There was a special reason for that friendship. Nehru’s Brahmin ancestors came from Kashmir, and had moved just a few decades before his birth in 1889 to Delhi and Allahabad, where they became one of the first families of modern India. There was always an air of the solitary visionary about Nehru. He was sent to Harrow and Cambridge by his Anglophilic father. During his time in Europe he was much influenced by European ideas of socialism and nationalism. His discovery of India came later and made all the more valuable for him the discovery of his roots in Kashmir, the ancestral connection which was deepened by the pantheistic feeling he, a man who disdained organized religion, had for the Himalayas.

In 1924, Iqbal had told Abdullah that though his body was confined to India his soul existed in Kashmir. Nehru came close to making the same claim in his various scattered writings on Kashmir. He himself visited the state as a young trekker and was enraptured. In The Continent of Circe, Nirad Chaudhuri wrote of the Hindu sense of loss associated with the Himalayas: the cold regions the Aryan settlers of North India had come from, the longing expressed by Nehru himself when he wrote in his autobiography, “And I dream of the day when I shall wander about the Himalayas.”4 In official and personal correspondence, Nehru kept coming back to what he himself described as his “partiality for Kashmir.”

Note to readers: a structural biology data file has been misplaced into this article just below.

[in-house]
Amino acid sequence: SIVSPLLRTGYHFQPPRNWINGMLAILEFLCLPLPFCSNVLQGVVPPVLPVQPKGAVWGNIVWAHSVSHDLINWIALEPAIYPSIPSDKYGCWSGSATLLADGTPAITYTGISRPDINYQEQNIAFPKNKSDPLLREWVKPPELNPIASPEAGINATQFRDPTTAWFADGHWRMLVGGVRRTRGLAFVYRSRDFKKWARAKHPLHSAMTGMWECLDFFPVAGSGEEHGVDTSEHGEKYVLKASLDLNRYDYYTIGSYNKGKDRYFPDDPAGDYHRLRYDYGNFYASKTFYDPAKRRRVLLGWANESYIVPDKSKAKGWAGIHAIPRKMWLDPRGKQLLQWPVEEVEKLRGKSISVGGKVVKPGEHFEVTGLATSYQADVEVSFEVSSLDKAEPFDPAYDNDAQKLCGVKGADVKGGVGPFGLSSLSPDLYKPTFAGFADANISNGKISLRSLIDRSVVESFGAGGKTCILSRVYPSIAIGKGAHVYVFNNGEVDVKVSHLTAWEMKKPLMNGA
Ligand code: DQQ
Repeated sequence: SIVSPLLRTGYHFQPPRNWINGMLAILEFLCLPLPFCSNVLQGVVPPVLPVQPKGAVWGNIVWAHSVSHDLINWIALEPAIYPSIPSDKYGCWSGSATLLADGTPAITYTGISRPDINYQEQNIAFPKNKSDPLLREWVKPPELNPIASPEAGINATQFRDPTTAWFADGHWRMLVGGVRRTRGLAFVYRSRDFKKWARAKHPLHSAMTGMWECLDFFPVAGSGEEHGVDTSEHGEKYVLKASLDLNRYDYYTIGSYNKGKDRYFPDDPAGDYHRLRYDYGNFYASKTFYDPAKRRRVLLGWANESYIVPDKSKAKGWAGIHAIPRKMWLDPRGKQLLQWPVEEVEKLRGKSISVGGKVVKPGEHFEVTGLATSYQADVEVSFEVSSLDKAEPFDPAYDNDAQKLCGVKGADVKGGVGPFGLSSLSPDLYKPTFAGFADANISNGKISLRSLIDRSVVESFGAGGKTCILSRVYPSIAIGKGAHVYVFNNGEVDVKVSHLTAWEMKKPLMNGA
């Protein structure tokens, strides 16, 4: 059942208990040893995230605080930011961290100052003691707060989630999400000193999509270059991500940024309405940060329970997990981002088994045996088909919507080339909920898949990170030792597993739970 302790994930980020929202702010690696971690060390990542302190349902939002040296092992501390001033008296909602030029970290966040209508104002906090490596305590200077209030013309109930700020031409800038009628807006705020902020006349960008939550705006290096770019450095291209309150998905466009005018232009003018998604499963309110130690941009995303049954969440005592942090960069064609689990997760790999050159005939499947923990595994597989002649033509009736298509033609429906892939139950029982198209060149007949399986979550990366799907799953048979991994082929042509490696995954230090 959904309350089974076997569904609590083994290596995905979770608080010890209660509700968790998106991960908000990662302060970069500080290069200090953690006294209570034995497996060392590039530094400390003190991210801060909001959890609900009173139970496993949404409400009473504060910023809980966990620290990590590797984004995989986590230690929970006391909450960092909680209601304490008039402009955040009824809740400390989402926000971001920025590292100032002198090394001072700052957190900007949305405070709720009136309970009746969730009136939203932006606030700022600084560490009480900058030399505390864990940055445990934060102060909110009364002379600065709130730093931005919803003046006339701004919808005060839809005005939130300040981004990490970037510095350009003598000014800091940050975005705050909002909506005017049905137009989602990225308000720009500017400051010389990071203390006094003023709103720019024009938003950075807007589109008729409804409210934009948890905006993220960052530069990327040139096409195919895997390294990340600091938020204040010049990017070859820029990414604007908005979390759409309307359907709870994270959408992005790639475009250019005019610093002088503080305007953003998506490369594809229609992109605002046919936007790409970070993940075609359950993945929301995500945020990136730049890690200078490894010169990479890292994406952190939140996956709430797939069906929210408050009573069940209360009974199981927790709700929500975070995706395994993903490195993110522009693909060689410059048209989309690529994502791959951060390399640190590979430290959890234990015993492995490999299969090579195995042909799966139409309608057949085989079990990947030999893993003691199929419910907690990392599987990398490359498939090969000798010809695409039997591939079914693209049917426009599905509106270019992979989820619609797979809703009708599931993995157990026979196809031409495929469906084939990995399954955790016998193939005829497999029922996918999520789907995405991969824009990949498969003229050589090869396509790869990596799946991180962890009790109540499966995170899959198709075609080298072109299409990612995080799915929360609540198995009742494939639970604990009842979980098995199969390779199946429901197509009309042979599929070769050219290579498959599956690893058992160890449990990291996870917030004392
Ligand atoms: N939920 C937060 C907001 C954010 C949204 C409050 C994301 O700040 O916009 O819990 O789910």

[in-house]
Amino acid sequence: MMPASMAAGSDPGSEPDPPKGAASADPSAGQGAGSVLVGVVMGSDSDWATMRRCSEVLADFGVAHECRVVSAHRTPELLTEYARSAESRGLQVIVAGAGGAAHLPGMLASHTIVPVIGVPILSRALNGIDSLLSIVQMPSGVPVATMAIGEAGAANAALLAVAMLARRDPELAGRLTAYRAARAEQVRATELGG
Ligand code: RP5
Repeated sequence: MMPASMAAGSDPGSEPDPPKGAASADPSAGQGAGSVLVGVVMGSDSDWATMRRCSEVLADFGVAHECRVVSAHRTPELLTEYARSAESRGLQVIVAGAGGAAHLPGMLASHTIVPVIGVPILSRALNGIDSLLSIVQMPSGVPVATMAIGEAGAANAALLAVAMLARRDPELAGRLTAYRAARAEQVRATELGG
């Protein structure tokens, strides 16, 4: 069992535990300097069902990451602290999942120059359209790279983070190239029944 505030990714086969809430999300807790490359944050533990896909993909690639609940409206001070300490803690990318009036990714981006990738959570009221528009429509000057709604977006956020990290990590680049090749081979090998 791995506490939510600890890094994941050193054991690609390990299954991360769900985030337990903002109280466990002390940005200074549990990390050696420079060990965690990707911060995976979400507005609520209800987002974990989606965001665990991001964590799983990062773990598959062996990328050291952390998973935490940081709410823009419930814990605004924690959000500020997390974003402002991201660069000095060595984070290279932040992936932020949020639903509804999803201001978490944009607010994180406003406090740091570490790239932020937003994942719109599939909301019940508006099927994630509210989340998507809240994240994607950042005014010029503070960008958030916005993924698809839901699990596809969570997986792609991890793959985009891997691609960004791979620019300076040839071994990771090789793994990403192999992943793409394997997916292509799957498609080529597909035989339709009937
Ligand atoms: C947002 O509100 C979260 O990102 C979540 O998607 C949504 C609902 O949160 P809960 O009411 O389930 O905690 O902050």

1. 1

    Mohammad Ishaq Khan, Experiencing Islam (New Delhi: Sterling, 1997).

  2. 2

    Sheikh Mohammad Abdullah, Flames of the Chinar: An Autobiography, abridged and translated from the Urdu by Khushwant Singh (New Delhi: Viking, 1993), p. 3.

  3. 3

    See Victoria Schofield, Kashmir in Conflict: India, Pakistan, and the Unfinished War (I.B. Tauris, 2000), p. 16.

  4. 4

    Jawaharlal Nehru, An Autobiography (Oxford University Press, 1980), p. 38.